After the Oscars the score will be: Swank – 2/Bening – 0

Swank and Bening in Actress Oscar Rematch
LOS ANGELES (Reuters) – Hollywood didn’t quite know what to do with Hilary Swank after she emerged from obscurity to win the best actress Oscar in 2000 for chopping off her hair and dressing as a male in the searing transgender movie “Boys Don’t Cry.”
Swank didn’t fit the glamorous leading lady mold, was never cut out to be a Hollywood babe and at 25 was too young to be a character actress.
But after an undistinguished hiatus, Swank has come back swinging as a gutsy female boxer whose career is dramatically cut short in “Million Dollar Baby.”
There’s one problem for Swank on her path to a rare second Oscar — Annette Bening, the classy “American Beauty” actress Swank beat in 2000 and who is still looking for her own elusive piece of Oscar glory.
Call it a rematch, or as Bening terms it “a funny coincidence,” but the two women are front-runners again for the best actress Oscar at the Feb. 27 ceremony.
“Five years ago, Hilary Swank came out of nowhere to win the best actress category. It looked for a while as if she was one of those Oscar flukes who we would never hear from again,” said Tom O’Neil, host of the showbiz Web site
“So Annette is due and she came back this year to get the Oscar and here’s that darn Hilary Swank again,” said O’Neil.
Bening, 46, was considered the early Oscar front runner for her role as a luminous English stage diva in “Being Julia.” She has already won a Golden Globe, National Board of Review and Golden Satellite award for her performance.
But that was before the release of Clint Eastwood’s “Million Dollar Baby” was brought forward to catch the awards season and Swank captured a Golden Globe of her own as well as a Screen Actor’s Guild trophy and a slew of critics awards.
“I think Hilary Swank is probably the front runner, even though she’s won once before. Annette Bening is charming and wonderful in ‘Being Julia’ but I think the picture itself is a little lightweight,” said Time magazine movie critic Richard Schickel.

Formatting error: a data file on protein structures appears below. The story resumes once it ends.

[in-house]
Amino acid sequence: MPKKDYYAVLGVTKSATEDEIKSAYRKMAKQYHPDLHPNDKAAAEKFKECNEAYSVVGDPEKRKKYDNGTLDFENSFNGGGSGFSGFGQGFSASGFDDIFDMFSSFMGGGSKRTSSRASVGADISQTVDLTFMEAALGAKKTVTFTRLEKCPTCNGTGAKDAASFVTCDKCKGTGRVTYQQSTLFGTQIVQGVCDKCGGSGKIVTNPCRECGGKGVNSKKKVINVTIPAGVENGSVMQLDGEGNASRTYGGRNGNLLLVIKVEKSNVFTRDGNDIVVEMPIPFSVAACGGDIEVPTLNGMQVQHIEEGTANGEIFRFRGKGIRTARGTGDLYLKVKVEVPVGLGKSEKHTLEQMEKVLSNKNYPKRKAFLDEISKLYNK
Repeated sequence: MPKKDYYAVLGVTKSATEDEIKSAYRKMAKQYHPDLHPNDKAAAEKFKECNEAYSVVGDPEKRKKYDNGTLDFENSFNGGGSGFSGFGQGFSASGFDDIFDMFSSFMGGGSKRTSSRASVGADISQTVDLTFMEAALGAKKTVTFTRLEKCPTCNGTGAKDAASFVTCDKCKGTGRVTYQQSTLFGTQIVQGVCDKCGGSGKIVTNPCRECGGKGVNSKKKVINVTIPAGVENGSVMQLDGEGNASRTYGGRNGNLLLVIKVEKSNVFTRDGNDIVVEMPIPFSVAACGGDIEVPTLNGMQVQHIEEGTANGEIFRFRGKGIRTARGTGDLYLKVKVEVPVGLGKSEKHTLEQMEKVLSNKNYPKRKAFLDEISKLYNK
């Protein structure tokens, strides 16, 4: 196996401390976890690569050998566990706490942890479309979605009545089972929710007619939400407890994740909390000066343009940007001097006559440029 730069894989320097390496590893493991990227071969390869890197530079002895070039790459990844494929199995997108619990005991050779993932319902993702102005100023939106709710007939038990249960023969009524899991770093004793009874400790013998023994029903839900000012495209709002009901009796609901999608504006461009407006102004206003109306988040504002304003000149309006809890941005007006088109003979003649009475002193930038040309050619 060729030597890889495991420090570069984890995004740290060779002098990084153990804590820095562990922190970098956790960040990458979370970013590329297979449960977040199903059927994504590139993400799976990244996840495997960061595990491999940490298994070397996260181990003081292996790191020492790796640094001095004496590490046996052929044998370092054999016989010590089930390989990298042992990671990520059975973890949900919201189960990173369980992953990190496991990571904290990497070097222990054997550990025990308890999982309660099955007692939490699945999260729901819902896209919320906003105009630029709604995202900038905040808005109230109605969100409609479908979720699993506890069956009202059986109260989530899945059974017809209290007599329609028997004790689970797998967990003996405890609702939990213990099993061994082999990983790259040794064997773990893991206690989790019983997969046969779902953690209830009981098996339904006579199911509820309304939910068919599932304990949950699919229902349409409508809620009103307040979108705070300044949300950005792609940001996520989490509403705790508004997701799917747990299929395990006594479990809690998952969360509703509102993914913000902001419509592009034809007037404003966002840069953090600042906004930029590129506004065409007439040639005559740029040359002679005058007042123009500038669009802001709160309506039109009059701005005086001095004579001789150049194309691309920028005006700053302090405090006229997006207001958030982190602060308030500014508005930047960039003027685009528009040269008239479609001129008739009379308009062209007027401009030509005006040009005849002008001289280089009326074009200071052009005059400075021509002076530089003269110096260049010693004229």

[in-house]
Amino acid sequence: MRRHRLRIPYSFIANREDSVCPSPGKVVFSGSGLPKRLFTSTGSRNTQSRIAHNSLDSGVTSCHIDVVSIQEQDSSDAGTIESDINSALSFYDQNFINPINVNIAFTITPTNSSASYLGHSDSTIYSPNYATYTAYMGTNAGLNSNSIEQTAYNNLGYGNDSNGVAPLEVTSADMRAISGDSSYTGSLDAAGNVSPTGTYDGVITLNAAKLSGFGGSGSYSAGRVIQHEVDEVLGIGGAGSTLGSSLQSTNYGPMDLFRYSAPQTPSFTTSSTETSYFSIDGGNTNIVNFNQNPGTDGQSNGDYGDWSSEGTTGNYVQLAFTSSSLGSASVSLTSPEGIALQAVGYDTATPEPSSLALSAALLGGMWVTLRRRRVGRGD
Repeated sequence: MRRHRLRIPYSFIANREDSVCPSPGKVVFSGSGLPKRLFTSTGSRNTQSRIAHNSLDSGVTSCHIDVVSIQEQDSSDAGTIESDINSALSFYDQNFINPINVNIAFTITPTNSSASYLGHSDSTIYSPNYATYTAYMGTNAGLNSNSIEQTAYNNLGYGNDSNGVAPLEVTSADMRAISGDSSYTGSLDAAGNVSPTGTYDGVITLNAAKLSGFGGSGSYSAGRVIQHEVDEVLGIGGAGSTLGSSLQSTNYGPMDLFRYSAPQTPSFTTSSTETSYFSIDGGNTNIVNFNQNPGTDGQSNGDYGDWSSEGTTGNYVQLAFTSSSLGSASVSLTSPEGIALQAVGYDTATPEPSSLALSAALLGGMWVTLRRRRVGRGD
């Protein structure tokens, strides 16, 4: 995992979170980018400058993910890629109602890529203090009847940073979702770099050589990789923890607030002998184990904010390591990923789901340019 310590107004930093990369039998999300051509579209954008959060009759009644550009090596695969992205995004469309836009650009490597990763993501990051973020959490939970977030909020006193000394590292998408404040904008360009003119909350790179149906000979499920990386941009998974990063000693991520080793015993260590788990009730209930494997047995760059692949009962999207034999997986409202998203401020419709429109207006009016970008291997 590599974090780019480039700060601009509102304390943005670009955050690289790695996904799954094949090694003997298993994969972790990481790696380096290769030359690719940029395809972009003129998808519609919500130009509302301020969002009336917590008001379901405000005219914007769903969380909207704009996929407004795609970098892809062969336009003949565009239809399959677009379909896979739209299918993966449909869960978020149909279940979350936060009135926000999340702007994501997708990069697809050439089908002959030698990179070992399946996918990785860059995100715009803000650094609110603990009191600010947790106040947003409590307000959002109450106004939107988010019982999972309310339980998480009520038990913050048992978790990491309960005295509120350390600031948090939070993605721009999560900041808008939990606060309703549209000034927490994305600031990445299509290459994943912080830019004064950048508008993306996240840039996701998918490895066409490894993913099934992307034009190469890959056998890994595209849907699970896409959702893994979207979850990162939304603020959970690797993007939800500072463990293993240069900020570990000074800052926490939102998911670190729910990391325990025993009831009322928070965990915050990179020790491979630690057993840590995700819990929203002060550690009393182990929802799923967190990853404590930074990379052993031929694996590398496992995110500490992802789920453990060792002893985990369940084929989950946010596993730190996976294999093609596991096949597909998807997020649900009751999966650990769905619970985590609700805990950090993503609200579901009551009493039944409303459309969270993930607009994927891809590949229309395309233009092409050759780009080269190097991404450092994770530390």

Neither Swank, now 30, nor Bening see it in terms of a rematch. “I don’t experience it that way. We just happen to be giving performances that people like in the same year in movies that are recognized,” Bening told Reuters.
“It felt like a funny coincidence. I think ‘Million Dollar Baby’ is a really special movie and Hilary is great in it.”
British actresses Kate Winslet for quirky romance “Eternal Sunshine of the Spotless Mind” and Imelda Staunton for 1950s abortion drama “Vera Drake” along with Colombian newcomer Catalina Sandino Moreno in “Maria Full of Grace” round out the nominees in the best actress category. All are considered to have given fine performances by movie pundits.
The Academy’s exalted 77-year history and the demographics of Academy voters are as likely to play a role in determining the acting honors as performances on the screen.
If Swank wins again, she will enter the elite ranks of actresses who have won two or more Oscars — including the likes of Katharine Hepburn, Elizabeth Taylor and Jodie Foster.
“There are Academy voters who say Hilary hasn’t earned the right yet to be in the pantheon of double winners so there may be some resistance to giving her that,” said O’Neil.
The make-up of Academy voters remains shadowy but industry insiders believe they are two-thirds male and mostly over 50.
“The sad truth about women at the Oscars is that the babe always beats the mature star. This bias is historical, consistent and obvious,” said O’Neil.
Schickel said Swank posed a conundrum for Hollywood after winning her first Oscar. “The part she won for was so weird. So Hollywood wondered who is she, what is she as a star personality? And that is a problem she may face again.
“She is a nice-looking lady but she’s not a glamour queen. She is a real actress,” he said.
If Bening had any sore feelings about losing out to Swank five years ago, they were swept aside by giving birth two weeks later to her fourth child with actor Warren Beatty and the prospects of a new, post-children career.
“I feel really excited and interested by a lot of things that are coming my way. It feels like a new beginning in a way, without a baby on my hip,” Bening said.
“My husband won a lifetime achievement award that night in 2000, and I was so pregnant. When I got home, the feeling was ‘OK, all of that’s over now’. It was just heavenly to know I didn’t have to try to squeeze into another pair of shoes.
“This time the whole red carpet thing is so much more fun,” she said.